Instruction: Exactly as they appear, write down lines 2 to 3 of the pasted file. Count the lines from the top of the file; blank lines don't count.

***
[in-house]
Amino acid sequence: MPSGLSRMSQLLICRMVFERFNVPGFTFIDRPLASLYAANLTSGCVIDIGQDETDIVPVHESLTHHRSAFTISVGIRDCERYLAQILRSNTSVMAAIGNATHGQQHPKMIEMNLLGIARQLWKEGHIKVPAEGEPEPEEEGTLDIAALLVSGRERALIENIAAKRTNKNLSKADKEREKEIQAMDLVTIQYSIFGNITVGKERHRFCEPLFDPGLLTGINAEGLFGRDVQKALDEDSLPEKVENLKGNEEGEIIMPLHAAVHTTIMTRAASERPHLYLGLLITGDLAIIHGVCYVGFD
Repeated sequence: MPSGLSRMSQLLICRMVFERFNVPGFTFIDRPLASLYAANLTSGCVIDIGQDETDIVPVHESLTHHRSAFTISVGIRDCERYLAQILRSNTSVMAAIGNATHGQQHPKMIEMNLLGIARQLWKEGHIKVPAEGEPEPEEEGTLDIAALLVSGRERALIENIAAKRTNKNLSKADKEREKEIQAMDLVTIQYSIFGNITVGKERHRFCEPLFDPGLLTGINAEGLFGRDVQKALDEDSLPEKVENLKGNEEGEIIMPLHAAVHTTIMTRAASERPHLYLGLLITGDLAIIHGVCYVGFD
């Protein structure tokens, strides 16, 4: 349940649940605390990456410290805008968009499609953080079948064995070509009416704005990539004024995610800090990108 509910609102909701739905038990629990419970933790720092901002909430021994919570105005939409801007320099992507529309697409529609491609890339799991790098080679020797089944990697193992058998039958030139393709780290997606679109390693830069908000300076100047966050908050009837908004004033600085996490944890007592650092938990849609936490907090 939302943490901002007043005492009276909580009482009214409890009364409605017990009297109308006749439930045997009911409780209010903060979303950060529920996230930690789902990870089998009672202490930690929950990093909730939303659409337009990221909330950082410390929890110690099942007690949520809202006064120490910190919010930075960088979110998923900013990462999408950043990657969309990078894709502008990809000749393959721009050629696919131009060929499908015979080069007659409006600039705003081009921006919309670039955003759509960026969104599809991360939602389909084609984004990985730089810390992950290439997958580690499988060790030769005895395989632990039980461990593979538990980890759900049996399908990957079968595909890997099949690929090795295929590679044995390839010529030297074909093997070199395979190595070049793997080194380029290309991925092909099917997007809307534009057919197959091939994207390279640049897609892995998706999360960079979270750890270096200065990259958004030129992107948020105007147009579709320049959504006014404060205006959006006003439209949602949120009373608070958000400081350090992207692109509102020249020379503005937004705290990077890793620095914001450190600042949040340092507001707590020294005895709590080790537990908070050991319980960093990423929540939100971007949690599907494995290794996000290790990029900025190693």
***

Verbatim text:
Amino acid sequence: MPSGLSRMSQLLICRMVFERFNVPGFTFIDRPLASLYAANLTSGCVIDIGQDETDIVPVHESLTHHRSAFTISVGIRDCERYLAQILRSNTSVMAAIGNATHGQQHPKMIEMNLLGIARQLWKEGHIKVPAEGEPEPEEEGTLDIAALLVSGRERALIENIAAKRTNKNLSKADKEREKEIQAMDLVTIQYSIFGNITVGKERHRFCEPLFDPGLLTGINAEGLFGRDVQKALDEDSLPEKVENLKGNEEGEIIMPLHAAVHTTIMTRAASERPHLYLGLLITGDLAIIHGVCYVGFD
Repeated sequence: MPSGLSRMSQLLICRMVFERFNVPGFTFIDRPLASLYAANLTSGCVIDIGQDETDIVPVHESLTHHRSAFTISVGIRDCERYLAQILRSNTSVMAAIGNATHGQQHPKMIEMNLLGIARQLWKEGHIKVPAEGEPEPEEEGTLDIAALLVSGRERALIENIAAKRTNKNLSKADKEREKEIQAMDLVTIQYSIFGNITVGKERHRFCEPLFDPGLLTGINAEGLFGRDVQKALDEDSLPEKVENLKGNEEGEIIMPLHAAVHTTIMTRAASERPHLYLGLLITGDLAIIHGVCYVGFD